In the UK approximately 1 in 100 people (600,000) have a diagnosis of epilepsy, yet despite anti-discrimination legislation, people with epilepsy in the UK are more than twice as likely as those without the condition to be unemployed. That is the main conclusion of a report from IES which included a literature review, interviews with for experts in employment support, clinical practice and applied research, interviews with six employers of different sizes across a range of industries and two focus groups of individuals with varied symptoms and employment histories.
The report explores factors that contribute to people with epilepsy being disadvantaged at work and to identify what good employment support should look like. The research uncovered clear employer knowledge gaps, underpinned by a lack of awareness surrounding the fluctuating condition. Equally, employees were often very reluctant to discuss their health with employers until firmly established in the workplace – for fear of discrimination.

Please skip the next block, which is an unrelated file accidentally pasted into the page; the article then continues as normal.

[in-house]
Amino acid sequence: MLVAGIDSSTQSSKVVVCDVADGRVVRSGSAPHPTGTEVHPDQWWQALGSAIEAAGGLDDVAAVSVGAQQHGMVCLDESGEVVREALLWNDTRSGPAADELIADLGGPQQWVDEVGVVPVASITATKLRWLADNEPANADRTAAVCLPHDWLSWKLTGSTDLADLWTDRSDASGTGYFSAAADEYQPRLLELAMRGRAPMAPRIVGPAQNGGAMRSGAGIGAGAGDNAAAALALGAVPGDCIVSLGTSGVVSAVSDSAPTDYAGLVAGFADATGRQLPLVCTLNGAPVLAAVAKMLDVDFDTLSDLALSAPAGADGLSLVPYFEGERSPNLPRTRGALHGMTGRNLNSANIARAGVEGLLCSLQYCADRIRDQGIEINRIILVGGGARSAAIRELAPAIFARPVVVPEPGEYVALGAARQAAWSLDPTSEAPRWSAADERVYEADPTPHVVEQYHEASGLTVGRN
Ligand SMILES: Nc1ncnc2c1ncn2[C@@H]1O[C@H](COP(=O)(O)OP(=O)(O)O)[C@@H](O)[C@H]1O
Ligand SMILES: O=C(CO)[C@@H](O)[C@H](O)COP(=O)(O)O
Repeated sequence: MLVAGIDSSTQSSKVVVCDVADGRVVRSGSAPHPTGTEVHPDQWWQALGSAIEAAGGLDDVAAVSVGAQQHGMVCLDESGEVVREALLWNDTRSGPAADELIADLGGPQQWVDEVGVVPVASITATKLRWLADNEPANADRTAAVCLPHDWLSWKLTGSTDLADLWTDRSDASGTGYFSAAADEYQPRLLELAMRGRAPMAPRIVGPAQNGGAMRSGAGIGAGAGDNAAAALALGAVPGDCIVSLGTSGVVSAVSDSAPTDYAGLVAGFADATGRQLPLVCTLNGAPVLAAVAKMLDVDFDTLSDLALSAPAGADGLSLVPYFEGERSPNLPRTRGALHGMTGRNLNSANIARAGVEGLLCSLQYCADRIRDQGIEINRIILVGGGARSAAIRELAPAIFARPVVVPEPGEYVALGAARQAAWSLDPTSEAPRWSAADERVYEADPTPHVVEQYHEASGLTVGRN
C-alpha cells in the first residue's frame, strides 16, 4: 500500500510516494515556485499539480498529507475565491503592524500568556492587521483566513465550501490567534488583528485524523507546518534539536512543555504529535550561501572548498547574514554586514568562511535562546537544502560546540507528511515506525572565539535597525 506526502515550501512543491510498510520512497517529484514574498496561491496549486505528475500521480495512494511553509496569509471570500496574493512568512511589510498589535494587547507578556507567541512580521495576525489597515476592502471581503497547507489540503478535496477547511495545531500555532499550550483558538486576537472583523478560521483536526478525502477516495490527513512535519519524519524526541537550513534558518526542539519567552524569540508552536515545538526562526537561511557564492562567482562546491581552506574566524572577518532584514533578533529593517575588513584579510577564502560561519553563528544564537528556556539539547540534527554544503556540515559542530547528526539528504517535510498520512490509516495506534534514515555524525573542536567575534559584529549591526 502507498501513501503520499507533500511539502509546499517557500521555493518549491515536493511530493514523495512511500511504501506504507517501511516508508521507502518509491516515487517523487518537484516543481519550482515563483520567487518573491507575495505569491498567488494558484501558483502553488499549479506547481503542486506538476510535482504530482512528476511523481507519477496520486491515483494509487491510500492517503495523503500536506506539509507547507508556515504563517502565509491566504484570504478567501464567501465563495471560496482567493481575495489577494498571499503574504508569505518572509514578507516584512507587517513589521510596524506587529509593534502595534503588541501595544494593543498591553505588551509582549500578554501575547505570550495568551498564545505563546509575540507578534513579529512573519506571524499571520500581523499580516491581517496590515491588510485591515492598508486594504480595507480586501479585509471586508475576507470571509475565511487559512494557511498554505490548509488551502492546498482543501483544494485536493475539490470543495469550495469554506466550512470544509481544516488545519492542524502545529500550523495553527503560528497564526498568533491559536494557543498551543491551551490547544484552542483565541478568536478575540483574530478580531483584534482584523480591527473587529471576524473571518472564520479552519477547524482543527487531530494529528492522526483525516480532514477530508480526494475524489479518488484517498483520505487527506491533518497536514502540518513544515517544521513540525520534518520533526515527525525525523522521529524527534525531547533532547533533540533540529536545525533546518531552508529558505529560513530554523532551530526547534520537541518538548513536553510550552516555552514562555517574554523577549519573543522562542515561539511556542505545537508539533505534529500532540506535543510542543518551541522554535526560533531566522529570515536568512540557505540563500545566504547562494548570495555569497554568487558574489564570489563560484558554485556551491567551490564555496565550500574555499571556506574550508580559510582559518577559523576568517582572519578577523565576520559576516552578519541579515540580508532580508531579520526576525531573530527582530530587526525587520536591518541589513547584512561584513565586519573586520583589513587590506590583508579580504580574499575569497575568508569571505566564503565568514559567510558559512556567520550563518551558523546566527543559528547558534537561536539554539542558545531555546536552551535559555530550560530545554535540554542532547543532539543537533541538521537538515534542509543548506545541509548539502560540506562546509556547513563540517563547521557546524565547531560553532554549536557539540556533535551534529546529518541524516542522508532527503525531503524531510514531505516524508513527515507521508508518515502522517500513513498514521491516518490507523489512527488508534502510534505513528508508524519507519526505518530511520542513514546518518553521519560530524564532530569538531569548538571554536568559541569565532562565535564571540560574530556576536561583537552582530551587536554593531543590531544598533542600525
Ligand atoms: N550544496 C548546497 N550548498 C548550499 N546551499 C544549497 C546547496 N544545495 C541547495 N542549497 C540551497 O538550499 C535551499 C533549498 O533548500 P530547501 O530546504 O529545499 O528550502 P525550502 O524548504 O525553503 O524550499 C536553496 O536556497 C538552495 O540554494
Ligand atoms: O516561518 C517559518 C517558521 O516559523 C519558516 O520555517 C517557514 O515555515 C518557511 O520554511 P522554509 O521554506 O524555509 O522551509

The employers interviewed were often unfamiliar with the range of symptoms that exist, sometimes unaware that medication can often prevent seizures – the chief health and safety concern cited when considering employing somebody with epilepsy. Employers frequently doubted that they could make adjustments to enable someone with epilepsy to work safely. Job roles involving machinery, vehicles, working remotely or alone, or caring for others were felt to be particularly difficult.